May 26, 2010

Cut-Flower Prayers

Category: Prayer,Theology - Liturgical,Theology - Pastoral :: Permalink

So if a minister ought not to be a shopkeeper, aiming at getting more customers to buy the church’s goods, what should he be doing? Eugene Peterson gives three answers: praying, reading (actually: hearing) Scripture, and giving spiritual direction. Working the Angles devotes three chapters to each of those tasks.

When it comes to prayer, Peterson urges caution:

We want life on our conditions, not on God’s conditions Praying puts us at risk of getting involved in God’s conditions. Be slow to pray. Praying most often doesn’t get us what we want but what God wants, something quite at variance with what we conceive to be in our best interests. And when we realize what is going on, it is often too late to go back. Be slow to pray (44).

That may sound odd, but consider Ecclesiastes 5:2: “Do not be rash with your mouth, and let not your heart utter anything hastily before God.” Prayer is dangerous, Peterson maintains, and we should not pray lightly. But so often such light prayers seem to be what people demand of pastors:

One of the indignities to which pastors are routinely subjected is to be approached, as a group of people are gathering for a meeting or a meal, with the request, “Reverend, get things started for us with a little prayer, will ya?” It would be wonderful if we would counter by bellowing William McNamara’s fantasized response: “I will not! There are no little prayers! Prayer enters the lion’s den, brings us before the holy where it is uncertain whether we will come back alive or sane, for ‘it is a fearful thing to fall into the hands of a living God.'”

I am not prescribing rudeness: the bellow does not have to be audible. I am insisting that the pastor who in indolence or ignorance is politely compliant with requests from congregation or community for cut-flower prayers forfeits his … calling. Most of the people we meet, inside and outside the church, think prayers are harmless but necessary starting pistols that shoot blanks and get things going. They suppose that the “real action,” as they call it, is in the “things going” — projects and conventions, plans and performances. It is an outrage and a blasphemy when pastors adjust their practice of prayer to accommodate these inanities (46).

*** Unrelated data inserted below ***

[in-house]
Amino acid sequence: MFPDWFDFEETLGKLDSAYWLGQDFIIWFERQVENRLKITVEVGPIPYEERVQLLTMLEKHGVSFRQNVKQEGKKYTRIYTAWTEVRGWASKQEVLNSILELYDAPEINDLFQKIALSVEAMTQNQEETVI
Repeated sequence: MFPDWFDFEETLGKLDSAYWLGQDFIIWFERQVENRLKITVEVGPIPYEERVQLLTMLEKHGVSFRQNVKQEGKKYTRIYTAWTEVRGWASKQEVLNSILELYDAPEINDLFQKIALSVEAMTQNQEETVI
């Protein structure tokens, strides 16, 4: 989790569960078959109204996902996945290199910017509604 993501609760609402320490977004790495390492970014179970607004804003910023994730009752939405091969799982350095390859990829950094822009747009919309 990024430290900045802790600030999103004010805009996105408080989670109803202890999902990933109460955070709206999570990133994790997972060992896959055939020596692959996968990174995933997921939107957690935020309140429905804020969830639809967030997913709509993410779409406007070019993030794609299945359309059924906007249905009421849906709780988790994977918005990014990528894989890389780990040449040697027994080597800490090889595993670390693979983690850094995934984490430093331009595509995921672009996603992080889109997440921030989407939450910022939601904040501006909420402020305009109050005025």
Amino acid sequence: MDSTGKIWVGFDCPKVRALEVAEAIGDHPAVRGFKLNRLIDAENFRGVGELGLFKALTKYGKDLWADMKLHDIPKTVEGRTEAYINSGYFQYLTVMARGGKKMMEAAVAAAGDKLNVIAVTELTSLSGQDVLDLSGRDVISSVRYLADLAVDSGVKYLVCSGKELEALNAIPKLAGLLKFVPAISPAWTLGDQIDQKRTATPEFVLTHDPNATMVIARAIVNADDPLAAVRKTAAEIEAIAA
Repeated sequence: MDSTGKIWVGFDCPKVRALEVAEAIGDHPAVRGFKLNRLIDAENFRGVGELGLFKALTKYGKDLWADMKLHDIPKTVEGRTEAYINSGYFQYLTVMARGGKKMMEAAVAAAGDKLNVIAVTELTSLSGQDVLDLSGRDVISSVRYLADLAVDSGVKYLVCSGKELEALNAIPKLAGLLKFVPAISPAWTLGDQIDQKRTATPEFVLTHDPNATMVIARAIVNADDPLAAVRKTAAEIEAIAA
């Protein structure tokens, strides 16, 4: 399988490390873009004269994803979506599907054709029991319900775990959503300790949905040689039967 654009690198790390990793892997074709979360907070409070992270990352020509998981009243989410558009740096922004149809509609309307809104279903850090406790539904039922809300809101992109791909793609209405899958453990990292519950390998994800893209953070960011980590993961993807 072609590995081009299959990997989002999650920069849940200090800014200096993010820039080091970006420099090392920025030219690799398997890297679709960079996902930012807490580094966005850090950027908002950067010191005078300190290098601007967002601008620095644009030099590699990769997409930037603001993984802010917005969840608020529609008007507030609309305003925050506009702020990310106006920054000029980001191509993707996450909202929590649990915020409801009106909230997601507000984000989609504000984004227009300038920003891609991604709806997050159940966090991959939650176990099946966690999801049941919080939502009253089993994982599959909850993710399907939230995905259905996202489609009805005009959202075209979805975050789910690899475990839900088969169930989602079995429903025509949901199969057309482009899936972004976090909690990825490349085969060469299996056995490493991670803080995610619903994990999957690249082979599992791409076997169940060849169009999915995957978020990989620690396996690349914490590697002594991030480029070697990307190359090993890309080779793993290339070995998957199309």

What does Peterson recommend as a remedy? Saturating ourselves in Scripture, and the Psalms in particular, understanding that all of our prayers are responses, second words in response to God’s first words:

What do we do? We do the obvious: we restore prayer to its context in God’s word. Prayer is not something we think up to get God’s attention or enlist his favor. Prayer is answering speech. The first word is God’s word. Prayer is a human word and is never the first word, never the primary word, never the initiating and shaping word simply because we are never first, never primary… (47).

Posted by John Barach @ 2:44 pm | Discuss (0)

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